return dct(fbEnergyLog.real)[1:nCoeff+1]

• The description is correct, the values you get are not. You can paste your code if you are interested to get help since without the code it is hard to say where are you wrong. – Nikolay Shmyrev Oct 7 '15 at 5:52
• @NikolayShmyrev: I made an edit to the original post to paste some relevant code. – Vyasraj Vaidya Oct 7 '15 at 11:28

Your code should look like this:

 filterEnergies = numpy.dot(power, filters) // power is 1-d array, filters are 2-d arrays. Result is 1-d array of energies

logFilterEnergies = np.log(magFilt) // take a lot from them


You can find complete numpy-based implementation here:

https://github.com/cmusphinx/sphinxtrain/blob/master/python/cmusphinx/mfcc.py

I don't think that those frequencies look right. Here is a running example I also use from another Stackoverflow thread. You could it to calculate the filter bank again and then calculate the dot-product on this.

Source: How to get MFCC from FFT

import numpy
from scipy.fftpack import dct
from scipy.io import wavfile

numCoefficients = 13 # choose the sive of mfcc array
minHz = 0
maxHz = 22.000

complexSpectrum = numpy.fft(signal)
powerSpectrum = abs(complexSpectrum) ** 2
filteredSpectrum = numpy.dot(powerSpectrum, melFilterBank())
logSpectrum = numpy.log(filteredSpectrum)
dctSpectrum = dct(logSpectrum, type=2)  # MFCC :)

def melFilterBank(blockSize):
numBands = int(numCoefficients)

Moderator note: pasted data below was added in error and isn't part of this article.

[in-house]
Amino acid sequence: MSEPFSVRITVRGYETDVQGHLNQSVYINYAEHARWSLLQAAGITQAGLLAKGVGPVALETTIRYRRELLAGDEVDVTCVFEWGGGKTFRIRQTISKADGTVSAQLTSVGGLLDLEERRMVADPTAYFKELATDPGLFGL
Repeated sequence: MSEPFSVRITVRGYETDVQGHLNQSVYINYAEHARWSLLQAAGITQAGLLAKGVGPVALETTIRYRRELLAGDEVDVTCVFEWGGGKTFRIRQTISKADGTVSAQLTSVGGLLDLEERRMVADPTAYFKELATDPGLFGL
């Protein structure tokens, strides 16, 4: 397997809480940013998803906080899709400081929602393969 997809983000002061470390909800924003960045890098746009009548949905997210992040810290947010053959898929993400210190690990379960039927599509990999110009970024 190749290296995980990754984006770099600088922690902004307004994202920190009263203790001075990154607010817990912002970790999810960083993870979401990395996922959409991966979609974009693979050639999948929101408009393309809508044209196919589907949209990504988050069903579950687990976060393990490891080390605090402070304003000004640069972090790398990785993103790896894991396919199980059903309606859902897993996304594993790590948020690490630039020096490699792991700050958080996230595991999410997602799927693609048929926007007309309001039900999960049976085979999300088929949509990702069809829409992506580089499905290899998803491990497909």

maxMel = int(freqToMel(maxHz))
minMel = int(freqToMel(minHz))

# Create a matrix for triangular filters, one row per filter
filterMatrix = numpy.zeros((numBands, blockSize))

melRange = numpy.array(xrange(numBands + 2))

melCenterFilters = melRange * (maxMel - minMel) / (numBands + 1) + minMel

# each array index represent the center of each triangular filter
aux = numpy.log(1 + 1000.0 / 700.0) / 1000.0
aux = (numpy.exp(melCenterFilters * aux) - 1) / 22050
aux = 0.5 + 700 * blockSize * aux
aux = numpy.floor(aux)  # Arredonda pra baixo
centerIndex = numpy.array(aux, int)  # Get int values

for i in xrange(numBands):
start, centre, end = centerIndex[i:i + 3]
k1 = numpy.float32(centre - start)
k2 = numpy.float32(end - centre)
up = (numpy.array(xrange(start, centre)) - start) / k1
down = (end - numpy.array(xrange(centre, end))) / k2

filterMatrix[i][start:centre] = up
filterMatrix[i][centre:end] = down

return filterMatrix.transpose()

def freqToMel(freq):
return 1127.01048 * math.log(1 + freq / 700.0)

def melToFreq(mel):
return 700 * (math.exp(freq / 1127.01048 - 1))


Having every second row/ coefficient zeroed would suppose that your input signal (which seems to be a wav-file here) is already scaled based on your mel-filter bank. By using real signals it seems quite unrealistic to me. Furthermore row 1 and 3 for example look quite similar which of course can happen but (if he is using real-world audio files) might not hold true

• Why don't you think they look right? – Peter K. Dec 2 '15 at 12:39
• Having every second row/ coefficient zeroed would suppose that your input signal (which seems to be a wav-file here) is already scaled based on your mel-filter bank. By using real signals it seems quite unrealistic to me. Furthermore row 1 and 3 for example look quite similar which of course can happen but (if he is using real-world audio files) might not hold true. – Jamona Dec 2 '15 at 12:55
• Thanks! Your answer was flagged as low-quality, but I thought it might help the OP with just a little but more information. – Peter K. Dec 2 '15 at 13:15